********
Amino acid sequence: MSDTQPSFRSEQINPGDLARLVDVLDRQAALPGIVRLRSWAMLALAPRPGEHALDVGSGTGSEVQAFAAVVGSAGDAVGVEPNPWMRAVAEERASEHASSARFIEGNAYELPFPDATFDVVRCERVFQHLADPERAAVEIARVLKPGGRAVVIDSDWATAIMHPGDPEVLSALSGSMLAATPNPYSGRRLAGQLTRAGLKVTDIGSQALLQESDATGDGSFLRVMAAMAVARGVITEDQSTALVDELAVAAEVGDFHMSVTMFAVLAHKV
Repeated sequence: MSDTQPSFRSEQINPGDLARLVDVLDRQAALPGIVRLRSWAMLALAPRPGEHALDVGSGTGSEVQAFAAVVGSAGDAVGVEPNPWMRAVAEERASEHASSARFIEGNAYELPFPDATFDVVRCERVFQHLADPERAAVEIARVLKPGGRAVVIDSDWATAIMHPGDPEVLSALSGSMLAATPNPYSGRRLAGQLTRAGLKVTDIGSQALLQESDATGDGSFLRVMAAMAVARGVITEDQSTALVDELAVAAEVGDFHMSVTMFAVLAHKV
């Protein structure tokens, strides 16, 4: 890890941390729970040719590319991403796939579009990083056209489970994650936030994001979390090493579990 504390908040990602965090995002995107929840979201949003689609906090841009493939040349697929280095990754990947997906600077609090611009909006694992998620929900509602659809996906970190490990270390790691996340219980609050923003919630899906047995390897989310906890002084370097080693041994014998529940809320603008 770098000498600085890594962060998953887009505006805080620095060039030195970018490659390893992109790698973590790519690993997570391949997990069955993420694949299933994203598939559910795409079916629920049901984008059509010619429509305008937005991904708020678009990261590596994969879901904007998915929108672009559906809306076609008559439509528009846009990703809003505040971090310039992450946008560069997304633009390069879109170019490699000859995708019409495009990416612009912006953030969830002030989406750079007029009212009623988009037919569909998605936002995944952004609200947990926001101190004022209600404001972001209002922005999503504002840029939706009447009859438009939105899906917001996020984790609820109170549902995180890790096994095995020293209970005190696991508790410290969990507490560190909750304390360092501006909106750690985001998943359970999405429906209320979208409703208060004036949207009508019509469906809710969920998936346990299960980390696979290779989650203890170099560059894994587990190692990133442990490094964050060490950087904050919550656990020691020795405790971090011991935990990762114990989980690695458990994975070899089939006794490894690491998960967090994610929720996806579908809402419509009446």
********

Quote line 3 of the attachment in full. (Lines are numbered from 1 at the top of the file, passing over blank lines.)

């Protein structure tokens, strides 16, 4: 890890941390729970040719590319991403796939579009990083056209489970994650936030994001979390090493579990 504390908040990602965090995002995107929840979201949003689609906090841009493939040349697929280095990754990947997906600077609090611009909006694992998620929900509602659809996906970190490990270390790691996340219980609050923003919630899906047995390897989310906890002084370097080693041994014998529940809320603008 770098000498600085890594962060998953887009505006805080620095060039030195970018490659390893992109790698973590790519690993997570391949997990069955993420694949299933994203598939559910795409079916629920049901984008059509010619429509305008937005991904708020678009990261590596994969879901904007998915929108672009559906809306076609008559439509528009846009990703809003505040971090310039992450946008560069997304633009390069879109170019490699000859995708019409495009990416612009912006953030969830002030989406750079007029009212009623988009037919569909998605936002995944952004609200947990926001101190004022209600404001972001209002922005999503504002840029939706009447009859438009939105899906917001996020984790609820109170549902995180890790096994095995020293209970005190696991508790410290969990507490560190909750304390360092501006909106750690985001998943359970999405429906209320979208409703208060004036949207009508019509469906809710969920998936346990299960980390696979290779989650203890170099560059894994587990190692990133442990490094964050060490950087904050919550656990020691020795405790971090011991935990990762114990989980690695458990994975070899089939006794490894690491998960967090994610929720996806579908809402419509009446």